In the NCAA Tournament, Michigan was a #7 seed in the Midwest Regional in Indianapolis (IN), and barely beat the #10 seed (Oklahoma State). Two days later, they played the #2 seed ([#10] Louisville), and won another tight game to advance to the Sweet Sixteen, in Kansas City (MO). They played the #3 seed (Oregon), and lost by one point. Still, it was a successful and thrilling tournament run.
Michigan lost 7 players from last season’s roster:
Andrew Dakich – Andrew redshirted last season (his senior season), so he could graduate and use the “graduate transfer rule” to transfer to a school where he might get more playing time. At first, it looked like he was going to Quinnipiac, but he suddenly changed his mind, and went to Ohio State instead. He played a small but important role on the team 2 seasons ago, when Michigan suffered a rash of injuries to key players, but he never really got much playing time besides that period. We all wish him well, except when Ohio State is playing Michigan.
Mark Donnal – Mark graduated, but has one year of eligibility left, and is using the “graduate transfer rule” to transfer to Clemson. In his career at Michigan, he had some monster games, and a whole bunch of really quiet games. With all the depth at center/strong forward, he wouldn’t have played much at Michigan this season, so he went some place where he’ll get more playing time. We probably won’t miss him, and we all wish him well.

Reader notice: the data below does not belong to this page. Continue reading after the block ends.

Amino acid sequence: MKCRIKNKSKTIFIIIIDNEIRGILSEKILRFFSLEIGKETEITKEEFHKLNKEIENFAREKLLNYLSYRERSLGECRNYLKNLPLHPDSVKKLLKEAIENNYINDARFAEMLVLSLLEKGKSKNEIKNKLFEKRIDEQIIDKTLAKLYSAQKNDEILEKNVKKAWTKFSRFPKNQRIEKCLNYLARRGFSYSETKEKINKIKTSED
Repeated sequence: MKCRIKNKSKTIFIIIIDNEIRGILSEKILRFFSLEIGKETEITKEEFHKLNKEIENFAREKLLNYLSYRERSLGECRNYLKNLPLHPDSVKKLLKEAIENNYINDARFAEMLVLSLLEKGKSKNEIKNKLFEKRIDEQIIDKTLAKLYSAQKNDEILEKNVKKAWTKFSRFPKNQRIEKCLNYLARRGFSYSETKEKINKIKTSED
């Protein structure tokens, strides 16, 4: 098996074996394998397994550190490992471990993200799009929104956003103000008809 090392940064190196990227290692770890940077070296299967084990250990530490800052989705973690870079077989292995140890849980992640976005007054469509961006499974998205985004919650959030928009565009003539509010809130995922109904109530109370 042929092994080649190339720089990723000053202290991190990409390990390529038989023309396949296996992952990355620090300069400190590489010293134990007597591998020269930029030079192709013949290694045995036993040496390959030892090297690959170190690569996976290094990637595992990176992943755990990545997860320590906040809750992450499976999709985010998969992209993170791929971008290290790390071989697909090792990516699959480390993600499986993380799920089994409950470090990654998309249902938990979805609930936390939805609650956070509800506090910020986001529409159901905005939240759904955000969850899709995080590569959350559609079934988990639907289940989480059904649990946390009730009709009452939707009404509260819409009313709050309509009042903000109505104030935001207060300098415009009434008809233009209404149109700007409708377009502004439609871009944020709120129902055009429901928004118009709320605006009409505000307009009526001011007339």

Zak Irvin – Zak graduated. He was one of the most polarizing players at Michigan in recent memory. He had some huge games and big moments, but almost as often, fans were upset with him. We’ll miss him, but we won’t miss the drama.
Sean Lonergan – Sean graduated, although he still has one year of eligibility left. He is no longer on the team, and he doesn’t appear to have transferred anywhere to use the “graduate transfer rule”. He never played much, and we all wish him well.